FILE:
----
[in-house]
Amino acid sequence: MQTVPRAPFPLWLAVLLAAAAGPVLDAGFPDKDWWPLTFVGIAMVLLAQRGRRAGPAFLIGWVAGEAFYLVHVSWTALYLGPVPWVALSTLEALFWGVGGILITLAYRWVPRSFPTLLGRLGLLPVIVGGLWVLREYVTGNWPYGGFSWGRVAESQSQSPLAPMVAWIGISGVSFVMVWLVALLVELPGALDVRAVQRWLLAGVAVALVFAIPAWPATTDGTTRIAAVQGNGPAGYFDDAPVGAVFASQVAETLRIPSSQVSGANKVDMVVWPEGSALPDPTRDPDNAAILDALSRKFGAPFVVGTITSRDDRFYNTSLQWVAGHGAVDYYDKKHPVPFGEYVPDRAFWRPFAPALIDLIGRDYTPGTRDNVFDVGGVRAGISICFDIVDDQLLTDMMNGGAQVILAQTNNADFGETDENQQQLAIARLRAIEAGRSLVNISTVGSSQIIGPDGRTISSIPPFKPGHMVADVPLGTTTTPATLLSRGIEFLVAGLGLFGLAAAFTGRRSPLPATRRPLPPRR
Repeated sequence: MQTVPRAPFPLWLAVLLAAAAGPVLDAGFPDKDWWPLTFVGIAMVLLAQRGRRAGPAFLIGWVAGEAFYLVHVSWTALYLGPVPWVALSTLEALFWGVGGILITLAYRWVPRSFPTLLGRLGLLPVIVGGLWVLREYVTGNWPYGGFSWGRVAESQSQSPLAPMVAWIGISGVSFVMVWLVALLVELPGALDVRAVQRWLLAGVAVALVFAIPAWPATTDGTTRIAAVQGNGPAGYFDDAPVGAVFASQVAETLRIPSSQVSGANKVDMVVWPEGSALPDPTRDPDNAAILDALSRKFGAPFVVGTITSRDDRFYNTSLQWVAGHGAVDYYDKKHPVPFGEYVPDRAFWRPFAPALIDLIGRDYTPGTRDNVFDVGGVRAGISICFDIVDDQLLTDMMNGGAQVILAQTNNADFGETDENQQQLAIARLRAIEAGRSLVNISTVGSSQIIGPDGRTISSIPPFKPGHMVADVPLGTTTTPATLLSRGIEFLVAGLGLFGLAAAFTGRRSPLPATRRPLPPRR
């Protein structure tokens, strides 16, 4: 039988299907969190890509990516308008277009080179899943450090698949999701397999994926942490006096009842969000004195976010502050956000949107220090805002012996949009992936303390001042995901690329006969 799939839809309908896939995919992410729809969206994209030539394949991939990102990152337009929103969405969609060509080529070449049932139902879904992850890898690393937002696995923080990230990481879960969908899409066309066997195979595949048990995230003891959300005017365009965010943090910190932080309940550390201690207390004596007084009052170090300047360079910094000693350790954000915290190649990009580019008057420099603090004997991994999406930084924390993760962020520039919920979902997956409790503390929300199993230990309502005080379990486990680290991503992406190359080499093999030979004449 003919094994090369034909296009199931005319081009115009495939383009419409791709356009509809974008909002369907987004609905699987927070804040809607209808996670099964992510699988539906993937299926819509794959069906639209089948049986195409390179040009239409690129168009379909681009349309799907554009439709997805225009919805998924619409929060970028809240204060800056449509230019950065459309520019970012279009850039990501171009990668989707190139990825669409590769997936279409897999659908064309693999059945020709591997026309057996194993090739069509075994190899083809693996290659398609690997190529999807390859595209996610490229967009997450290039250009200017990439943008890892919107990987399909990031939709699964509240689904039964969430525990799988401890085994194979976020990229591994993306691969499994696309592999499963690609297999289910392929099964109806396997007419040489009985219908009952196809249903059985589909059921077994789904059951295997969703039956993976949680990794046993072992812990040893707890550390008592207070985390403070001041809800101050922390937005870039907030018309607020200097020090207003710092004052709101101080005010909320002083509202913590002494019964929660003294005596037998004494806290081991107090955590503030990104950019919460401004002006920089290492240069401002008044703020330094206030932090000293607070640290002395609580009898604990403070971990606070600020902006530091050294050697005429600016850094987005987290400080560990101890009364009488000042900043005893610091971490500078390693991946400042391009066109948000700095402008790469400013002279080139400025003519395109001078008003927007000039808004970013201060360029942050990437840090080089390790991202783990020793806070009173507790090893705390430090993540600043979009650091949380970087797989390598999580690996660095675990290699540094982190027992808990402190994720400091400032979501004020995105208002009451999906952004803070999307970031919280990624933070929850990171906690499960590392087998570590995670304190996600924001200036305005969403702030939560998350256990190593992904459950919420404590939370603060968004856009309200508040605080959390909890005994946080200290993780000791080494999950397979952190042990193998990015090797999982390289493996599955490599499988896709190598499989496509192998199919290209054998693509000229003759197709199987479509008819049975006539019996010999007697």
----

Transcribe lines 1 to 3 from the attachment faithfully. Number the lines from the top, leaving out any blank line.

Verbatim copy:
[in-house]
Amino acid sequence: MQTVPRAPFPLWLAVLLAAAAGPVLDAGFPDKDWWPLTFVGIAMVLLAQRGRRAGPAFLIGWVAGEAFYLVHVSWTALYLGPVPWVALSTLEALFWGVGGILITLAYRWVPRSFPTLLGRLGLLPVIVGGLWVLREYVTGNWPYGGFSWGRVAESQSQSPLAPMVAWIGISGVSFVMVWLVALLVELPGALDVRAVQRWLLAGVAVALVFAIPAWPATTDGTTRIAAVQGNGPAGYFDDAPVGAVFASQVAETLRIPSSQVSGANKVDMVVWPEGSALPDPTRDPDNAAILDALSRKFGAPFVVGTITSRDDRFYNTSLQWVAGHGAVDYYDKKHPVPFGEYVPDRAFWRPFAPALIDLIGRDYTPGTRDNVFDVGGVRAGISICFDIVDDQLLTDMMNGGAQVILAQTNNADFGETDENQQQLAIARLRAIEAGRSLVNISTVGSSQIIGPDGRTISSIPPFKPGHMVADVPLGTTTTPATLLSRGIEFLVAGLGLFGLAAAFTGRRSPLPATRRPLPPRR
Repeated sequence: MQTVPRAPFPLWLAVLLAAAAGPVLDAGFPDKDWWPLTFVGIAMVLLAQRGRRAGPAFLIGWVAGEAFYLVHVSWTALYLGPVPWVALSTLEALFWGVGGILITLAYRWVPRSFPTLLGRLGLLPVIVGGLWVLREYVTGNWPYGGFSWGRVAESQSQSPLAPMVAWIGISGVSFVMVWLVALLVELPGALDVRAVQRWLLAGVAVALVFAIPAWPATTDGTTRIAAVQGNGPAGYFDDAPVGAVFASQVAETLRIPSSQVSGANKVDMVVWPEGSALPDPTRDPDNAAILDALSRKFGAPFVVGTITSRDDRFYNTSLQWVAGHGAVDYYDKKHPVPFGEYVPDRAFWRPFAPALIDLIGRDYTPGTRDNVFDVGGVRAGISICFDIVDDQLLTDMMNGGAQVILAQTNNADFGETDENQQQLAIARLRAIEAGRSLVNISTVGSSQIIGPDGRTISSIPPFKPGHMVADVPLGTTTTPATLLSRGIEFLVAGLGLFGLAAAFTGRRSPLPATRRPLPPRR